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Weak Boosters

Modi government has to turn hope for higher economic growth into reality
The Union budget presented by Finance Minister Nirmala Sitharaman in Parliament on Friday was aimed at boosting investment, though populism gets a fair share of the cake. The strings of measures she announced for increasing foreign and domestic investment might ultimately be effective if they work in a coordinated manner. For instance, India has opened out to global investment hoping to capitalize on the decline of attraction for China as a manufacturing centre in the times of Washington-Beijing trade war. Sitharaman offers a string of incentives to multinationals to set up manufacturing sites for making advanced technological goods such as computer servers, laptops, semi-conductor fabrication, solar photo voltaic cells and solar electric charging infrastructure. The government has announced plans to open up foreign direct investment (FDI) in aviation as also to ease the local sourcing norms for single-brand retail companies and media. The Modi government’s ‘Made in India’ project was also intended to claim a share of the market migrating from China, but it has not been very successful. We will have to wait and see whether the current US-China trade war drives global investments into India with Sitharaman’s new incentives.
For encouraging domestic investment, the governmnet has decided to infuse Rs 70,000 crore for recapitalisation of public sector banks, an amount that is not going to be adequate. The corporate tax for entities with a turnover of upto Rs 400 crore has been reduced from 30 per cent to 25 per cent. Sitharaman’s budget lures domestic investors to the public sector undertakings with a number of measures that include a decision to modify the present policy of retaining 51% stake in PSUs, to continue strategic divestment of select PSUs and set a PSU divestment target of Rs 1.05 lakh crore for the financial year 2019-20. We will have to see how the measures to boost domestic and foreign investment would spur the economy to a growth rate of 8 per cent and create jobs. The Economic Survey 2019-20 had placed great emphasis on kickstarting economic growth which had taken a beating during the last two years. However, proposals in the budget seem more focused on long-term structural changes without any immediate action plan.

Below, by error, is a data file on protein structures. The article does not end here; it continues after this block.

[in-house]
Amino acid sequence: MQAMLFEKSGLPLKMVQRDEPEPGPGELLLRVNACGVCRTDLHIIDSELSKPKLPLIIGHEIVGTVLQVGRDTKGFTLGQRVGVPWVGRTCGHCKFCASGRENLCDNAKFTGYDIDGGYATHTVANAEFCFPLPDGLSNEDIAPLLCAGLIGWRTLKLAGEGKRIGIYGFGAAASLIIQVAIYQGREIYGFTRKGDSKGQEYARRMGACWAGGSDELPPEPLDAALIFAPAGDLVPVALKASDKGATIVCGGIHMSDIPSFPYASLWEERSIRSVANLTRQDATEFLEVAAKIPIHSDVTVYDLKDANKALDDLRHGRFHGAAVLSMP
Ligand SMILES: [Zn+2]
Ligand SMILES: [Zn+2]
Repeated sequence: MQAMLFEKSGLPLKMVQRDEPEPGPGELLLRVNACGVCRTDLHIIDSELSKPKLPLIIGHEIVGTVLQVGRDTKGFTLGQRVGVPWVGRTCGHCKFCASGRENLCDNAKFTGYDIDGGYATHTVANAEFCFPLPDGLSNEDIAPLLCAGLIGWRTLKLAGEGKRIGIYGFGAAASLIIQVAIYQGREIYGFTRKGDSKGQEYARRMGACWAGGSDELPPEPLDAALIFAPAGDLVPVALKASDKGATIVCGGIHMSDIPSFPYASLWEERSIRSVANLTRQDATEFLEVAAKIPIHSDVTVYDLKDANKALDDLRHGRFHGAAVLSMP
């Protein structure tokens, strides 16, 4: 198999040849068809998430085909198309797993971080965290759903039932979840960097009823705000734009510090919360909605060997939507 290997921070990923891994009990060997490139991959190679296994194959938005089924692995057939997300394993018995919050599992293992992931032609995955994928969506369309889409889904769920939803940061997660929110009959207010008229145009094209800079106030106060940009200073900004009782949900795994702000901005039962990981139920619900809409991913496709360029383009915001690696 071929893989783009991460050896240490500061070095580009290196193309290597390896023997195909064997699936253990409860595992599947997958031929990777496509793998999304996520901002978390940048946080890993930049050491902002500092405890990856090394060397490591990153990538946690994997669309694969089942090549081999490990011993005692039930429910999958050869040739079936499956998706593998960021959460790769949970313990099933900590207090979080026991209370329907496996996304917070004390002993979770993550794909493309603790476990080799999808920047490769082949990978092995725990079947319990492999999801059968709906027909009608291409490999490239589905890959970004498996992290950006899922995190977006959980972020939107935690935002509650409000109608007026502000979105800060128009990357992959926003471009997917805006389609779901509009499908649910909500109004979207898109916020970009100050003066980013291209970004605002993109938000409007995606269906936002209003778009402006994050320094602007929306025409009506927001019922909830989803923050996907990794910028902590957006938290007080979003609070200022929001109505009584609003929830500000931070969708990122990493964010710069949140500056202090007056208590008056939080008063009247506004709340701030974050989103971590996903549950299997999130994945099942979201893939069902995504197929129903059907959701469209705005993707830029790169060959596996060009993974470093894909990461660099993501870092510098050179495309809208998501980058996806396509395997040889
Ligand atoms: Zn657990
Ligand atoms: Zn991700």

Apparently Sitharaman’s budget disappointed the stock market as could be gauged from the sharp fall of Sensex by over 400 points and Nifty by 135 points. Among the measures the stock market was expecting was a much lower corporate tax to boost investment. Sitharaman did not give that and instead she has put 3% surcharge on an income of Rs 2 crore and 7% on Rs 5 crore and above which caused negative impact on high net worth investors. Her announcement that income upto Rs 5 lakh would be exempt from income tax would bring cheers to the middle class. However, the decision to levy Re 2 surcharge on petrol and diesel and costlier gold import would have adverse impact on the disposable income of the middle class.
There are no indications how the government plans to finance the subsidies and other expenditures. According to the budget, the total cost of subsidy on food, fuel and fertilisers is estimated to go up by more than 13 per cent. In 2019-20, this cost is going to be more than Rs 3 lakh crore. The fuel subsidy for diesel and petrol, LPG and kerosene is high. The food subsidy is going to increase from Rs 1.71 lakh crore in 2018-19 to Rs 1.84 crore in 2019-20. There are high costs of entitlements to farmers and small traders. Under the PM Karam Yogi Maan Dhan Scheme the government will extend pension benefits to 3 crore retail traders and shopkeepers whose annual turnover is less than Rs 1.5 crore.
The government has sought to chart out new areas in education and health. Sitharaman emphasized that the government’s focus is on agriculture and farmers and the poor. However, the challenges in development of agriculture are immense. Agriculture is the largest part of the private sector in India. Every farmer is an individual entrepreneur. The budget does not show any radically different way by which farmers can become profit-earning entrepreneurs.

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